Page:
Bernie Young, Snowmass staple and WWII vet, dies |

Bernie Young, Snowmass staple and WWII vet, dies

Bernard "Bernie" Young feel in love with Snowmass in the 1960s, his family said.
Courtesy Young family

Bernard “Bernie” Young, a decorated World War II veteran who later fell in love with Snowmass Village and was a major part of the community, died April 23 at his home in Scottsdale, Arizona. He was 96.

Young helped start the Rotary Club in Snowmass in 1991, but his contributions to the area started before that. His son Ronald said this week that his father, who was born in Syracuse, New York, and went to college in Arizona, felt at home in Snowmass.

“We vacationed there when I was in college, and he fell in love with place in late 1960s,” Ron Young said Monday. “He bought a house on Sinclair (Road) a few years later and just loved being there.”

Bernie Young did well after the war when he returned to Arizona and started building houses. He built more than 600 custom homes and was able to retire at age 45, his son said.

After retiring he lived full-time in Snowmass and eventually built a house in Fox Run in the 1980s. He remained in the village until about 2012 when he became a snowbird, splitting his time between Snowmass and Arizona, Ron Young said.

In addition to his work with the Rotary and the Snowmass Chapel and being a ski instructor at Highlands, Bernie Young took great pleasure in attending a Bible study group in Aspen. Raised Jewish, Young enjoyed bringing a different perspective to the conversation.

“When he attended Bible study he attended as to give the Jewish view of the Bible in the world,” Ron Young said. “He liked the people there and had great respect for them. It was enlightening on both sides.”

Friends said Bernie Young was about engaging people in conversation and helping wherever he could.

Debbie Shore, who was a friend to Young later in life, said he was gracious, caring and an intellect. And he took great pride in discussing the Bible.

“He knew more about the New Testament than me and I’m a Sunday school teacher,” Shore said. “He was such an avid reader to the very end. He’d give us books and suggest books. He was so very up on every bit of politics and everything going on in the world.”

Perhaps it was his time in Europe toward the end of World War II that pushed him to be concerned and passionate about life. Shore said Young was haunted by some of the things he witnessed, including coming into a concentration camp after the Germans had left.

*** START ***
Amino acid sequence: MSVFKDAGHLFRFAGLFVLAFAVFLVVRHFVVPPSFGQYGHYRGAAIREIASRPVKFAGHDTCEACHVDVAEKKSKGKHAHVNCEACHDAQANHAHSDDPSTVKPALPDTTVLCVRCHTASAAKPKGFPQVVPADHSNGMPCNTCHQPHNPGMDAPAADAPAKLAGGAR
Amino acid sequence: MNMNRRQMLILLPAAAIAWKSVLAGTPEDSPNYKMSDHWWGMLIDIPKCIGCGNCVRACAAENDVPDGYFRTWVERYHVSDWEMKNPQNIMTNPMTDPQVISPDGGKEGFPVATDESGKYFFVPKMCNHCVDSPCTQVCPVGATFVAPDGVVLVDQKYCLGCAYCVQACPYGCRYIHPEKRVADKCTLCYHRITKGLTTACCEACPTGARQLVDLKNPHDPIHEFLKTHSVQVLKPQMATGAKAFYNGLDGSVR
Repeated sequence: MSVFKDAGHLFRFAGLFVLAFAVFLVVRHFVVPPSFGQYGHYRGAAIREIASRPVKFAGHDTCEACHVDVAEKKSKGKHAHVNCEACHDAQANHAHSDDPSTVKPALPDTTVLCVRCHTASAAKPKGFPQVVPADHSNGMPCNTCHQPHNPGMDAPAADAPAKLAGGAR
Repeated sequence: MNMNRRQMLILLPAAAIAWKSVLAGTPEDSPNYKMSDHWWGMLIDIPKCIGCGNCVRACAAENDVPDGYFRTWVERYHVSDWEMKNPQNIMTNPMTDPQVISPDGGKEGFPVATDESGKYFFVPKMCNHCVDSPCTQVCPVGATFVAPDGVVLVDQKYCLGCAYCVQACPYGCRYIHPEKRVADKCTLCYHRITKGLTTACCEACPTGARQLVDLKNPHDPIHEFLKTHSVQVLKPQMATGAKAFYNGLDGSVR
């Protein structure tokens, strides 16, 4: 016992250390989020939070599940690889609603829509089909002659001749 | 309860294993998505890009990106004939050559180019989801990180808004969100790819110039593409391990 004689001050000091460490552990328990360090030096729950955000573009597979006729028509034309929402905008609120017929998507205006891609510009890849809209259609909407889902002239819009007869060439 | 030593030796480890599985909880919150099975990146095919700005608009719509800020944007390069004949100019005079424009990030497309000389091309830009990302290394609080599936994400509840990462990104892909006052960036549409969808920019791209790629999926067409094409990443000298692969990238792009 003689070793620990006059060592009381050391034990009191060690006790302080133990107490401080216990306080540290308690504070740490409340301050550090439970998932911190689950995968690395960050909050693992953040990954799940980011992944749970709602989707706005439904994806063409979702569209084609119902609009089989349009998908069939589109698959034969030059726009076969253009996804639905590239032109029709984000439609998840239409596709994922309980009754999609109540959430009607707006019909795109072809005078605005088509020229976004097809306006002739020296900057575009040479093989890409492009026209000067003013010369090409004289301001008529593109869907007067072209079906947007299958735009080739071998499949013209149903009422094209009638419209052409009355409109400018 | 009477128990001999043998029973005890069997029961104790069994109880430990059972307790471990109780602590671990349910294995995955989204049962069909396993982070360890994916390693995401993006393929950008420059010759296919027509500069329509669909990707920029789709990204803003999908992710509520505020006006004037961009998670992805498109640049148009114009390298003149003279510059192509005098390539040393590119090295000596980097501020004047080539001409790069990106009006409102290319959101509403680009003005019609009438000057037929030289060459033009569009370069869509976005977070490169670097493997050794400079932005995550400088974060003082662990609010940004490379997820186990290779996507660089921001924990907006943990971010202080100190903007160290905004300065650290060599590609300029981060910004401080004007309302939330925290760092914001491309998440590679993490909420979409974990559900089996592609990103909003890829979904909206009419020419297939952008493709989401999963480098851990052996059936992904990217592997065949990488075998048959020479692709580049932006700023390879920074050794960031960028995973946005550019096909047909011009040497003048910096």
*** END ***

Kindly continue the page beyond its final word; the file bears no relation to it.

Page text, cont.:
“He was in one of the first units at a concentration camp, and everyone had left but the prisoners. They saw the starving people and gave them their C-rations,” Shore recalled. “He said hundreds of people died the next day because they ate the food and it actually hurt their bodies. That added to their horrors.

“To have the food they gave them kill them was something I don’t think Bernie ever got over. It took great courage for him to talk about it.”

Young represented World War II veterans every summer in Aspen’s annual Fourth of July parade and was a regular at Memorial Day and other military-related events. He never held public office, but his life experiences were beneficial to those running Snowmass.

“I think his World War II experiences started his legacy as a dedicated community citizen,” Snowmass Village Mayor Markey Butler said. “He was outspoken in a constructive way, especially on development, and his advice and counsel to myself and on committees was always helpful and constructive. … You could ask Bernie to help with anything, and he always was the ‘yes’ guy.”

During a 2007 interview with The Aspen Times, Young said it took him more than 50 years to talk to his friends and family about his war experiences.

Young was part of the Army’s 75th Infantry that marched from Normandy in 1944 toward Berlin before V-E Day in 1945. During a Memorial Day service in 2007, Young said of his service in World War II: “I’m not a hero. I’m just lucky.”

He recounted his weeks along the front lines at the Battle of the Bulge in the winter of 1944. He was 21 years old and a graduate of the University of Arizona. He watched as thousands of Americans were killed before the tide turned and the German forces were defeated by Jan. 25, 1945.

“The front came to us. … We got mauled,” Young said. “Half of our division was either wounded, killed or captured.”

Young later accepted the surrender of German General Fritz Heinrich Buechs and owned the parade sword he took from the commander.

Young said he did not talk about the war for so long because there was no therapy for battle fatigue in the late 1940s. Only after he read “Citizen Soldiers” by Stephen E. Ambrose, about the experience of a college student becoming a warrior, was Young able to open up about his experiences.

“I was just another of the dog faces,” Young said. “I left a lot of my buddies in Europe. … There’s gotta be a god up there watching me.”

Young, who was twice married and divorced, is survived by three sons and six grandchildren. A celebration of life is being planned for later this year.